Home-Based Business Tax Deductions
New Hampshire home-based businesses have many tax advantages. One of the best tax advantages being that of the home business office. Business owners can offset the costs of their home office as long as the area in which it is placed within the home is used frequently for business purposes.
For a home-based office to qualify as being a tax-deductible expense then the IRS has stated that it must meet one of the conditions:
- The home office should be the primary place of business.
- Meetings are held with your customers and clients in the home-based office.
- The home office is still deemed part of your home, even though it may be detached.
Deductions are still valid to be claimed should you rent the home or apartment. A portion (approximately 10%) of rent is allowable to deduct as long as it relates in proportion to the space that is occupied by the home based office. Costs relating to home repairs may be deducted if they were related to the home-based business. The IRS only permits deductions for maintenance and repair to the area in use for the home-based business.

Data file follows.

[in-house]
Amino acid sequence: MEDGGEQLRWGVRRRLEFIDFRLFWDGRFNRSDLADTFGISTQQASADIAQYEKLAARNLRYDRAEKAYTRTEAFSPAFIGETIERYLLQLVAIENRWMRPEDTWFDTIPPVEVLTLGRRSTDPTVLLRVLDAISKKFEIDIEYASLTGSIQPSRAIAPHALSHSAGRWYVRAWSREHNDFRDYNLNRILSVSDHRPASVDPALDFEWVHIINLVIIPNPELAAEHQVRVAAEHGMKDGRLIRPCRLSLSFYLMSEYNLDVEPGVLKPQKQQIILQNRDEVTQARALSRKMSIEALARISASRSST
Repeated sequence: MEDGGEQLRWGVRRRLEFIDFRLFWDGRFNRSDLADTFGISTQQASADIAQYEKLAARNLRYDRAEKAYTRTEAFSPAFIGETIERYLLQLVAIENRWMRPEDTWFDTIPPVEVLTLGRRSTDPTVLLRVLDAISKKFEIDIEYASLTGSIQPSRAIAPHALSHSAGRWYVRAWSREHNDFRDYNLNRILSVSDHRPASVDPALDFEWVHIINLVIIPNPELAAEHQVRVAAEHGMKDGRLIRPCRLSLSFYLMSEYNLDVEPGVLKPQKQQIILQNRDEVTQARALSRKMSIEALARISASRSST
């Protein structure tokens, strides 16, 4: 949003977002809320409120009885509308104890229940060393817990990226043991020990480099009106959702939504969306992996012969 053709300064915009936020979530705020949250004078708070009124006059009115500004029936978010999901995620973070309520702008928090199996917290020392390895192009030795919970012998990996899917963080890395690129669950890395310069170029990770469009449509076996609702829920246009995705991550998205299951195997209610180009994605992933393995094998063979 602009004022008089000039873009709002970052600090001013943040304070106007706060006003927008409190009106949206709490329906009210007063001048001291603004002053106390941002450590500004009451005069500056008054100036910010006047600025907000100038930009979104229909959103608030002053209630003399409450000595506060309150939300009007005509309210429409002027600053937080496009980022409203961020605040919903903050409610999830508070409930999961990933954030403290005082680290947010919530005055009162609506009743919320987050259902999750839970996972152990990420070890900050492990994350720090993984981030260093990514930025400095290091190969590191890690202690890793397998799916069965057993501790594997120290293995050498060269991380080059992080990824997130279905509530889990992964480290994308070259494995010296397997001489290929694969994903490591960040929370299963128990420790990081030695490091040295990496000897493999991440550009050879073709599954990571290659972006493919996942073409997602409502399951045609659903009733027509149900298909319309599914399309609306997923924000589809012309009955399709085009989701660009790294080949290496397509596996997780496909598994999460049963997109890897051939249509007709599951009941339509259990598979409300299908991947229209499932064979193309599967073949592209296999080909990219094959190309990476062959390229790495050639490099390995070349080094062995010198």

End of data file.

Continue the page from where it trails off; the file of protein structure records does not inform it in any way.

To work out the space allocated to the business office; you first should calculate the square footage of it and then divide that by the total living space of your home.
Utility-type costs may also be deducted that are in direct relation to the upkeep of the home-based business. A way to calculate the utility bill cost is to determine the cost of the utility bill should you not work from the home. For example, if the home is not occupied during the day then heating and air conditioning may not be operational or set only on low levels. Other electrical items like computers and lights would likely be off too.
Work out the energy that these items use; this will be your allowable tax deduction. The best way to calculate this figure is to record the total amount of time spent working in the home-based office and then calculate the utility costs associated with that time.
The allowable tax deductible costs are:
A portion of your garbage collection costs may also be deducted if they are directly attributed to your business.
It’s wise to not over claim on these sorts of deductions, the IRS has some very specific rules on home office space uses. For example, if you have a 6’x 6’ room, all items in the room should be for business-related purposes. You cannot have some furniture for storing personal things like clothes, books and decorations, for instance.
That space should be taken outside of the office space and should not be included for the deduction. The IRS often “red flag” these types of tax deduction because of the abuse that is often found by them when home office users claim their deductions! You should fill in the IRS Form 8829 for inclusion with the tax return.
Jean Martel will be pleased to advise you on all matters relating to tax deductions.